Select Page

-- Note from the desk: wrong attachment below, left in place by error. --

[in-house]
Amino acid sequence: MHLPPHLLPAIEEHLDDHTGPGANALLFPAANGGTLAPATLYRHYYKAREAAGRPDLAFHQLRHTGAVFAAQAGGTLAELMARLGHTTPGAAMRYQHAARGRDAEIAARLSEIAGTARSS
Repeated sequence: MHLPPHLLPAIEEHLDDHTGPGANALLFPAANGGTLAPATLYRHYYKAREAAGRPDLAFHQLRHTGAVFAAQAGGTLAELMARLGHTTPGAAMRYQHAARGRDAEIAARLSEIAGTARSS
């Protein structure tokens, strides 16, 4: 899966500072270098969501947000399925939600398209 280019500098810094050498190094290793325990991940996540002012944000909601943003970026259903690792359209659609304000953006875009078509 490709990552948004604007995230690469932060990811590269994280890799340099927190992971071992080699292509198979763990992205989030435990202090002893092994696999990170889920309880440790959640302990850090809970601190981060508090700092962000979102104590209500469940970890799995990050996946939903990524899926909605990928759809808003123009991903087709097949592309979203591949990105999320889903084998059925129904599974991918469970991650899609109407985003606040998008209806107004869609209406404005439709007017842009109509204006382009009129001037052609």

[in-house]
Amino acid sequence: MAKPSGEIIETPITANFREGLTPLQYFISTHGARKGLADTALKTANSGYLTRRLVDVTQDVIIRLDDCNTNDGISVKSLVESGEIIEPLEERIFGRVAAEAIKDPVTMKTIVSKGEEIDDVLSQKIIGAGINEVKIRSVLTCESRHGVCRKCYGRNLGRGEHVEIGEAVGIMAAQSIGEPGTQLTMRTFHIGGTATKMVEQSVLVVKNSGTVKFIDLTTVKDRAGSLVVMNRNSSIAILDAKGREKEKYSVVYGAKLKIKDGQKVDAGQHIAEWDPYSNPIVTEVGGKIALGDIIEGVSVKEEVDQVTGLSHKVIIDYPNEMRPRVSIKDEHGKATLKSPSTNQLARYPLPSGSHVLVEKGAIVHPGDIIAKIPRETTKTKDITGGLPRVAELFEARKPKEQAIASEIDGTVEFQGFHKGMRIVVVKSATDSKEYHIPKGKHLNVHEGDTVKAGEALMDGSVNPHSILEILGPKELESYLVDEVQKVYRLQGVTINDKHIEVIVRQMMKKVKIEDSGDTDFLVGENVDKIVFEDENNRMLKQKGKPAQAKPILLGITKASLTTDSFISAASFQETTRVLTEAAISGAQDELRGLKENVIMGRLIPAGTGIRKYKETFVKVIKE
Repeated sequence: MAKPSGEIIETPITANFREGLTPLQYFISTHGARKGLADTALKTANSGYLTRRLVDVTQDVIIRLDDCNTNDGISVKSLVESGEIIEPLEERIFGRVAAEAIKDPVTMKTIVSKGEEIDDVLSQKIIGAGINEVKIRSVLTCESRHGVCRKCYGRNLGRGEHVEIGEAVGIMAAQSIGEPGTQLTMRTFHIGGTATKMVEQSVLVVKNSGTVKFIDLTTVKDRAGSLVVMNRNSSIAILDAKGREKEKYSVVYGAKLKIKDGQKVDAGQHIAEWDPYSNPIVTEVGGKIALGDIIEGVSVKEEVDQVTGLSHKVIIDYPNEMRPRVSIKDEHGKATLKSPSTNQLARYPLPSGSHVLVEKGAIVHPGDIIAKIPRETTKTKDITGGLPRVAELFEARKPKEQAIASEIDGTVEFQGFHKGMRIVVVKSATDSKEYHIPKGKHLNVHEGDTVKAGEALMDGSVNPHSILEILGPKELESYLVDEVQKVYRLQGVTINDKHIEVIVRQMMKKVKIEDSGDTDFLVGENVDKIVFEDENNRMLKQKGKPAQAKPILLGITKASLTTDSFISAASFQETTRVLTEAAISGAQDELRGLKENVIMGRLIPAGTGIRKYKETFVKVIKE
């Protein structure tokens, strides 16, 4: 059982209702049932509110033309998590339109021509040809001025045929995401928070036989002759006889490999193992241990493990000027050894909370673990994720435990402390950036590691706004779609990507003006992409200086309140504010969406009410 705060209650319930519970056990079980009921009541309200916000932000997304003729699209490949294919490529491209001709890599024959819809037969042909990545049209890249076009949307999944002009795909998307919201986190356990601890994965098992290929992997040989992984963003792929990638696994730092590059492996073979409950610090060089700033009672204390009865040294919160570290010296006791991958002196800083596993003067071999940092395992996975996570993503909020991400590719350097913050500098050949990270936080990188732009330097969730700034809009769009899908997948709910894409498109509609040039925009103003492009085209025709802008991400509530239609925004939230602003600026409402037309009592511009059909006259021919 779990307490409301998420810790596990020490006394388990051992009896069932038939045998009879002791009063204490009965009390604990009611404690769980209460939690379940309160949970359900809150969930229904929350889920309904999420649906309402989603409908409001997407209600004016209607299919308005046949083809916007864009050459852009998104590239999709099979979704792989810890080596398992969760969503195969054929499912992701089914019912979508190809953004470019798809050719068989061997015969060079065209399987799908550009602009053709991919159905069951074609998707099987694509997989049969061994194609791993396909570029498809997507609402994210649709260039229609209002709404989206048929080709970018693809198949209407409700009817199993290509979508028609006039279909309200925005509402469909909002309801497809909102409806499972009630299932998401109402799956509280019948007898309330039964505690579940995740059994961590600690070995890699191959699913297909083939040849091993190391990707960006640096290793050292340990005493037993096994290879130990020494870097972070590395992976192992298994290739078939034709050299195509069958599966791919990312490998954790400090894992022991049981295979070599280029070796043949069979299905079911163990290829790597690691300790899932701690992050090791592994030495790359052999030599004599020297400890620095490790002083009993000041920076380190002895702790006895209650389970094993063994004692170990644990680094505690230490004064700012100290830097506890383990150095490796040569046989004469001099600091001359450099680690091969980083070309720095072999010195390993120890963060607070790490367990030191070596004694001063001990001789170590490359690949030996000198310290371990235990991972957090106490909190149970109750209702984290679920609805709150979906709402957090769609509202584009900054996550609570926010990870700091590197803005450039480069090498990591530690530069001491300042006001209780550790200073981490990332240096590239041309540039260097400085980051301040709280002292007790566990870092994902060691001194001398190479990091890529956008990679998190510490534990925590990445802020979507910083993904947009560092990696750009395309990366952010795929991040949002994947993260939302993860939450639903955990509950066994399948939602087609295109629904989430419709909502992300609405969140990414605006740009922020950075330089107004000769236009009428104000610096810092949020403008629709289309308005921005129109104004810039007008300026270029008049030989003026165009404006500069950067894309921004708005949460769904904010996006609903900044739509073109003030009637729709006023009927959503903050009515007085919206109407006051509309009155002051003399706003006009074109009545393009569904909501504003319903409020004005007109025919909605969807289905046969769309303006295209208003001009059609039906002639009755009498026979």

In 1890 the Louisiana Legislature passed the Separate Car Act, which required railroads “to provide equal but separate accommodations for the white and colored races” in order to protect the safety and comfort of all passengers. In 1891 in New Orleans, a group of African-American and Creole doctors, lawyers, and businessmen formed the “Citizens Committee to Test the Constitutionality of the Separate Car Law.” The committee chose Homer Plessy, who was one-eighth black, to test the law by violating it. On June 7, 1892, he bought a first-class ticket on the East Louisiana Railway that traveled from New Orleans to Covington, Louisiana. He boarded the train, walked past the coach clearly marked “For Coloreds Only,” and took a seat in the coach clearly marked “For Whites Only.” He informed the conductor of his racial background. When the train conductor asked Plessy to move to the other coach, he refused and was arrested. He was charged with violation of the Separate Car Law, tried in a Criminal District Court for the Parish of Orleans, found guilty, and sentenced to jail. He appealed his conviction to the Louisiana Supreme Court, which upheld the law and Plessy’s conviction. Plessy and his lawyers then appealed to the U.S. Supreme Court.